A look at the circa-1910 ‘Sparta’ Economy Model C engine reveals something of a mystery. Rather than being an engine with extended production history, the Model C appears to be a transitional model slotted in between the Model B and Model CA.
The Model C uses a dry head, and the igniter trip bracket adjusts with nuts on the round threaded siderod. It’s the last Economy model to use the governor speed control developed by John Holm. Serial numbers for these engines range from 10,000 to 12,000.
Another mystery concerns a 2 HP engine, serial no. 10034, owned by Michael Duggins of Kernersville, N.C. (Photo 1). The unusual steel band around the top of the hopper makes it the only engine known that has this feature. Its purpose is unknown, and perhaps it was simply a decorative change from the normal hopper insert.
The Model C has three raised bosses below the igniter area on the engine base, but there is no reference in any available literature telling what they were for. However, catalogs of the time offered a Remy low-tension magneto. It’s possible the bosses were for a bracket for the Remy magneto so it could run off the flywheel. A few early 2 HP Model CAs had these bosses (Photo 2).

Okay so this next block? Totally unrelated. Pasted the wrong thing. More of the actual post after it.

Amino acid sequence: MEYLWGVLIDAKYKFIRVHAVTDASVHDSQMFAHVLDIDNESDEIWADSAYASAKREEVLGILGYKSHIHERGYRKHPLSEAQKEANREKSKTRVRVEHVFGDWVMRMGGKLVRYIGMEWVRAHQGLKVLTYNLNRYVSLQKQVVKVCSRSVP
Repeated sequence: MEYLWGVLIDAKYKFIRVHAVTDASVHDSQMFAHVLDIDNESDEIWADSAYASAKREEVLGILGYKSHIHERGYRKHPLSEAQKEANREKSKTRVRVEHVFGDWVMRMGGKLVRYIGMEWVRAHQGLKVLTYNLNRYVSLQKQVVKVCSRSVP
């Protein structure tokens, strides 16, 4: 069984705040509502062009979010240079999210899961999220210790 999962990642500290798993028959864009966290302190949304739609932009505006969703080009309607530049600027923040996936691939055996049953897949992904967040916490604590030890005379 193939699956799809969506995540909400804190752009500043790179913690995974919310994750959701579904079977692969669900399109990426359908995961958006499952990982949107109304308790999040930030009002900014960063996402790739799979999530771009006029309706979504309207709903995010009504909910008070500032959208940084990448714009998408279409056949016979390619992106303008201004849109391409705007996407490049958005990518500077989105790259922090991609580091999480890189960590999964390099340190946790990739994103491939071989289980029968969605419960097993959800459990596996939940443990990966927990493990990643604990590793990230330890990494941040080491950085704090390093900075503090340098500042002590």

Additionally, all Model C engines came equipped with Essex fuel mixers, as seen in Photo 3.
Twenty-two Model Cs are currently known to exist, but one question still remains: Did Model C Economy engines come in larger sizes? From data collected so far, it doesn’t appear any Model C engines were built in large horsepower sizes. Some larger Economy engines fall into this serial number range, but they all appear to be of the Model CA design. The Sears general catalog and a special catalog show these engines with Model C characteristics, but the buyer most likely received a Model CA.
A final mystery surrounding the Model C engines is a 1-1/2 HP half-base engine, serial no. 11319. It sports the Holm governor control and probably a 2 HP hopper and a wet head. But the fuel and ignition systems have been modified, making positive identification difficult. Literature shows a 1-1/2 HP ‘Little Wonder’ engine of this era, but the hopper illustration is smaller than a Model C, and its bore and stroke are 3-3/4-by-5-1/2 inches, as seen in Photo 4.
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